Are we going to hold students to these standards? Will they be required to demonstrate that they've accomplished what they should in order to move on to the next grade? That will probably work, though there are definite downsides to that sort of system in that it fails to recognize the small but definitely present minority of students who really aren't able to reach the goals.

    Are we going to hold teachers and schools responsible for these standards? That's the system we've got now. It doesn't work, because the performance of the student results from a multitude of factors of which the education he or she receives is only one, and often not the most important.

    Changing the standards could be a slight improvement on the current system. Ending the practice of blaming teachers for families' and society's problems, and making families and students more responsible for their own learning, that would be a major improvement.

    But guess which of those improvments will get better media coverage and garner more votes for politicians?

  104. does this national panel read about the texas school book selection and the kansas state board of education evolution debate? how will this national standard escape the ideological wars that have trashed public education for the last 100 years or more? the fight is tough enough locally.

  105. Let's hope that many states adopt to end the perverse effect of having Texas set the standards for textbooks. Talk about the tail wagging the dog.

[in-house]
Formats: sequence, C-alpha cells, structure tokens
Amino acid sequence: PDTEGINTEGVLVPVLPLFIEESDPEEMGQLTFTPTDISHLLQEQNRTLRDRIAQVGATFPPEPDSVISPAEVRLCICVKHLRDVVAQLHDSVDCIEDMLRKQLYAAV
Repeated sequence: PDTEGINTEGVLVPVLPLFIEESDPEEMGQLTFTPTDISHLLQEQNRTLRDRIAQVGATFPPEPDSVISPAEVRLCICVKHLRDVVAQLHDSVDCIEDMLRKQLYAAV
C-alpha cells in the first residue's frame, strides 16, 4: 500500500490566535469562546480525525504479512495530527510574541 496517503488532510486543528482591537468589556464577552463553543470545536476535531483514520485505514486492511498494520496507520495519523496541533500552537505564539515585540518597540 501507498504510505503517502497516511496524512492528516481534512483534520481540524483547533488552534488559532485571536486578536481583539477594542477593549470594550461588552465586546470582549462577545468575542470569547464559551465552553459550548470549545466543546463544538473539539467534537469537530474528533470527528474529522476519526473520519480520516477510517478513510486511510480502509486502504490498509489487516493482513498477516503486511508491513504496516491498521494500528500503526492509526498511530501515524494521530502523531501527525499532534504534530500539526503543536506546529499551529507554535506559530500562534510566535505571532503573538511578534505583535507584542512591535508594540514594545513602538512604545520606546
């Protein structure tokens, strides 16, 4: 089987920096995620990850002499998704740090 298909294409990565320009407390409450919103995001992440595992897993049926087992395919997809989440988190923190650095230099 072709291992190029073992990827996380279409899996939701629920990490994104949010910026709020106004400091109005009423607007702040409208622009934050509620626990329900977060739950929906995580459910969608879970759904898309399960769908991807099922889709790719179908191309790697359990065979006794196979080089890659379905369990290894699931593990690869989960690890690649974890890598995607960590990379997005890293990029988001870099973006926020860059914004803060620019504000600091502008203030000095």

106. In theory a single standard for schools is good. If applied correctly, it would assure children and parents alike that students throughout the nation are receiving equal educational opportunities and being held to a uniform measure of progress.

    The challenge arises when some of the educational materials adopted under this proposal evoke opposition from parents and key demographic groups for fear that the educational content diverges from strongly-held religious, cultural and ideological beliefs.

    The increasing diversity of our society demands the careful examination, adoption and application of any single standard to protect both the educational and social expectations of America in the 21st Century.

    Any program that fails to do this will not pass the test.

  107. The problem with these "standards" is 1. They generally tend toward mediocrity: 2. They often emphasize the trivial, 3. If you read the Constitution of the US, you will notice that the Federal Government has no authority to regulate education. I realize that it's only the Constitution, but it is the agreement my ancestors made when they voted to join the Union, and I think it is incumbent upon the Government to abide by that agreement.